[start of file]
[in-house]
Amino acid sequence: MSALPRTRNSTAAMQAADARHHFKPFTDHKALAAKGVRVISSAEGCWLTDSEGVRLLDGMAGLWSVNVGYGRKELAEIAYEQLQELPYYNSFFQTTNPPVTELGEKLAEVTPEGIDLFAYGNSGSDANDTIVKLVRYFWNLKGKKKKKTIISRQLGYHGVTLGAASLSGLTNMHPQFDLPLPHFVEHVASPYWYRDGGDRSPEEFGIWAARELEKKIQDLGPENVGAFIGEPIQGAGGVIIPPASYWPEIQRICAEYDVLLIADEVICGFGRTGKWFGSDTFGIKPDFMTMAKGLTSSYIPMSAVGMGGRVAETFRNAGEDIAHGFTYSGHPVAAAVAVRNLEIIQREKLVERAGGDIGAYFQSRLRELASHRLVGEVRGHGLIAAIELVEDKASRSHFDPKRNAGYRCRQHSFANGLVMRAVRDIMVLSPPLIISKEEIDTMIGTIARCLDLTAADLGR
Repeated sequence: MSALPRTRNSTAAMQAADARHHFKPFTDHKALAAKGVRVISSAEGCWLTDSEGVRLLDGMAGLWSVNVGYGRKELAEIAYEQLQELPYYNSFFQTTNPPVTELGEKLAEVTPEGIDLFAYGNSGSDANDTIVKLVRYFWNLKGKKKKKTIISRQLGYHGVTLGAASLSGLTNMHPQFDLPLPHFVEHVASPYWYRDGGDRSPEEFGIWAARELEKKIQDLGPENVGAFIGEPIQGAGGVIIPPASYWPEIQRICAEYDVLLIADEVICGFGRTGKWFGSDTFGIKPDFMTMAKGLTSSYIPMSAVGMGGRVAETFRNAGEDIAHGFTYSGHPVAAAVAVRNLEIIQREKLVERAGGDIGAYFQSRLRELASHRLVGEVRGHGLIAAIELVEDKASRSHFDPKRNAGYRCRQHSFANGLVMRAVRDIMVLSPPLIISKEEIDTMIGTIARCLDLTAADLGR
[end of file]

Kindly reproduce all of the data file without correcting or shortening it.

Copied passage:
[in-house]
Amino acid sequence: MSALPRTRNSTAAMQAADARHHFKPFTDHKALAAKGVRVISSAEGCWLTDSEGVRLLDGMAGLWSVNVGYGRKELAEIAYEQLQELPYYNSFFQTTNPPVTELGEKLAEVTPEGIDLFAYGNSGSDANDTIVKLVRYFWNLKGKKKKKTIISRQLGYHGVTLGAASLSGLTNMHPQFDLPLPHFVEHVASPYWYRDGGDRSPEEFGIWAARELEKKIQDLGPENVGAFIGEPIQGAGGVIIPPASYWPEIQRICAEYDVLLIADEVICGFGRTGKWFGSDTFGIKPDFMTMAKGLTSSYIPMSAVGMGGRVAETFRNAGEDIAHGFTYSGHPVAAAVAVRNLEIIQREKLVERAGGDIGAYFQSRLRELASHRLVGEVRGHGLIAAIELVEDKASRSHFDPKRNAGYRCRQHSFANGLVMRAVRDIMVLSPPLIISKEEIDTMIGTIARCLDLTAADLGR
Repeated sequence: MSALPRTRNSTAAMQAADARHHFKPFTDHKALAAKGVRVISSAEGCWLTDSEGVRLLDGMAGLWSVNVGYGRKELAEIAYEQLQELPYYNSFFQTTNPPVTELGEKLAEVTPEGIDLFAYGNSGSDANDTIVKLVRYFWNLKGKKKKKTIISRQLGYHGVTLGAASLSGLTNMHPQFDLPLPHFVEHVASPYWYRDGGDRSPEEFGIWAARELEKKIQDLGPENVGAFIGEPIQGAGGVIIPPASYWPEIQRICAEYDVLLIADEVICGFGRTGKWFGSDTFGIKPDFMTMAKGLTSSYIPMSAVGMGGRVAETFRNAGEDIAHGFTYSGHPVAAAVAVRNLEIIQREKLVERAGGDIGAYFQSRLRELASHRLVGEVRGHGLIAAIELVEDKASRSHFDPKRNAGYRCRQHSFANGLVMRAVRDIMVLSPPLIISKEEIDTMIGTIARCLDLTAADLGR